Wesleyan portrait of Katie  Pearl

Katie Pearl

Assistant Professor of Theater

kpearl@wesleyan.edu

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BA University of Washington
MFA Brown University

Katie Pearl

Katie Pearl’s work ranges from conventional plays to community-wide collaborations to experimental performances. Areas of expertise: site-specific theater, socially engaged art, civic practice, environmental issues.

Pearl’s professional practice is motivated and shaped by the conviction that personal encounter and creative exchange are essential to a humane world. Her core interest is the dynamic and shifting nature of the relationships that make up a performance event and their ability to shift perception and catalyze action. As she seeks to spark the flexible thinking and trust in imagination so often devalued in today’s divisive society, she asks: how can live performance move her and her audiences towards connectivity and community?

Katie Pearl is a director, playwright, and performer. She joins the Wesleyan faculty as the co-Artistic Director of the Obie-winning PearlDamour, a company with a 20-year history of pushing the boundaries of theatrical convention. PearlDamour has garnered recognition and support from major institutions such as the NEA (Our Town grant), the Creative Capital Foundation, and the Multi-Arts Production (MAP) Fund. PearlDamour projects are genre-defying, community building, and adventurous—from the 8-hour performance installation How to Build a Forestinspired by Hurricane Katrina and the BP Oil spill and devised for traditional theatre stages; to Lost in the Meadow, created for a forty-acre hillside at Longwood Botanical Gardens outside Philadelphia, fancifully exploring the short-sightedness of humans; to the 5-town, 5-year MILTON, our performance and community engagement project created for and with small towns named Milton in order to discover what it means to be an American.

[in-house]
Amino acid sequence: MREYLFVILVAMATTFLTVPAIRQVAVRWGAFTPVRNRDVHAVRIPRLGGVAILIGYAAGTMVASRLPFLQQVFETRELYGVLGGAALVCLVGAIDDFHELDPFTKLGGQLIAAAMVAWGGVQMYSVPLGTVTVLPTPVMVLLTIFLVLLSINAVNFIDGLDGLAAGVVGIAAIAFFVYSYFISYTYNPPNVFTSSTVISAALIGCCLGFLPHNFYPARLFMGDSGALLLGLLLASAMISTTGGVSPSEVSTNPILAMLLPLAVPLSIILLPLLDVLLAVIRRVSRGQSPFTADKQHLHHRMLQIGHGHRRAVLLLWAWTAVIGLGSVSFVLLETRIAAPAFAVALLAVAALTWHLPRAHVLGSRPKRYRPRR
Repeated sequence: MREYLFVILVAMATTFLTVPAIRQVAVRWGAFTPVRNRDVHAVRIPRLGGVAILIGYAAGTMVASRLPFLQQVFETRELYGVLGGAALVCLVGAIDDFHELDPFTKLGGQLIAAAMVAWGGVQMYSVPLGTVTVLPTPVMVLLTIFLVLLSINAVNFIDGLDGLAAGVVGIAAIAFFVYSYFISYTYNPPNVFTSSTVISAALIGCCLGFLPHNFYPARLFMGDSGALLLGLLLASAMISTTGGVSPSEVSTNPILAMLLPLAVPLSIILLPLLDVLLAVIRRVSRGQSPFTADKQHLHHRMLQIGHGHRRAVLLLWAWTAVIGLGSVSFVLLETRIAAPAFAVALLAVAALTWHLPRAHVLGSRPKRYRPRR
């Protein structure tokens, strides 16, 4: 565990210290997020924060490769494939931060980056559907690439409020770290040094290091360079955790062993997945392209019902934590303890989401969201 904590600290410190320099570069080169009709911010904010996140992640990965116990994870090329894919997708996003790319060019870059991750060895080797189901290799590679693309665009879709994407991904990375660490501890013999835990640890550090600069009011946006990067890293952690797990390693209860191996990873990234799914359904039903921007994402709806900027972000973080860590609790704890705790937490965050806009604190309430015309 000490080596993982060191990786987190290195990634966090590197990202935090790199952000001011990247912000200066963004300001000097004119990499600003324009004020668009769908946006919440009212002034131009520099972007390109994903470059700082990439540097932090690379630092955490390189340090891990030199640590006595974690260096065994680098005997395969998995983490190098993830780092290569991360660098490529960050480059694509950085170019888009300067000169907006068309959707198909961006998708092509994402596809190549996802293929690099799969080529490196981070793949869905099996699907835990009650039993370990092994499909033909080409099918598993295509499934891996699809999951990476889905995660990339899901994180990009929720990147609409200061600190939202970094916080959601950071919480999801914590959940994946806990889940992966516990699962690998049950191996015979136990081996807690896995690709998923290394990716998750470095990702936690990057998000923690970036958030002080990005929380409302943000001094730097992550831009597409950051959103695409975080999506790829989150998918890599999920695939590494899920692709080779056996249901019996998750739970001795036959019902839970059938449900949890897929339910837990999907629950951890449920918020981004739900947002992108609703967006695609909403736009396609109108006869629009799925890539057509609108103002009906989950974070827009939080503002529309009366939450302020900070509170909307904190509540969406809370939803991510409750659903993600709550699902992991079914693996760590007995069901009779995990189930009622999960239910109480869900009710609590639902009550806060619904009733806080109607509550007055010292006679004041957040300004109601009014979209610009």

Commissions include Trinity Rep, The American Repertory Theater, The Kitchen, and PS122. Pearl has been a Berkeley Rep Ground Floor and SPACE at Ryder Farm artist. She was the 2017 Anschutz Distinguished Fellow at Princeton and a visiting lecturer at Harvard, where her teaching and research focused on the concept of the Artist-Citizen. Pearl has also built a reputation as a director skilled with conventionally produced, scripted plays: from Maria Irene Fornes’s What of the Night?, which she recently directed as the Quinn Martin Guest Chair of Directing at UCSD with a team of MFA actors and designers; to William Inge’s Bus Stop, made with undergraduates at Whitman College; to the site-specific Red Hills, about the Rwandan Genocide, created in the gutted 9th floor of a Wall Street office building for En Garde Arts in NYC. Current/upcoming works focus on civic and environmental crises, including Ocean Filibuster, set to premiere at the American Repertory Theater in 2020, and OK OK, designed for small civic venues in cities across the U.S.

Pearl received her BA from the University of Washington (Drama) and her MFA from Brown University (Writing for Performance). She is an alum of the Drama League and a member of SDC.

Academic Affiliations

Office Hours

T/TH 1-2:30

Courses

Fall 2019
THEA 245 - 02
Acting I

THEA 390 - 01
Performance Ensemble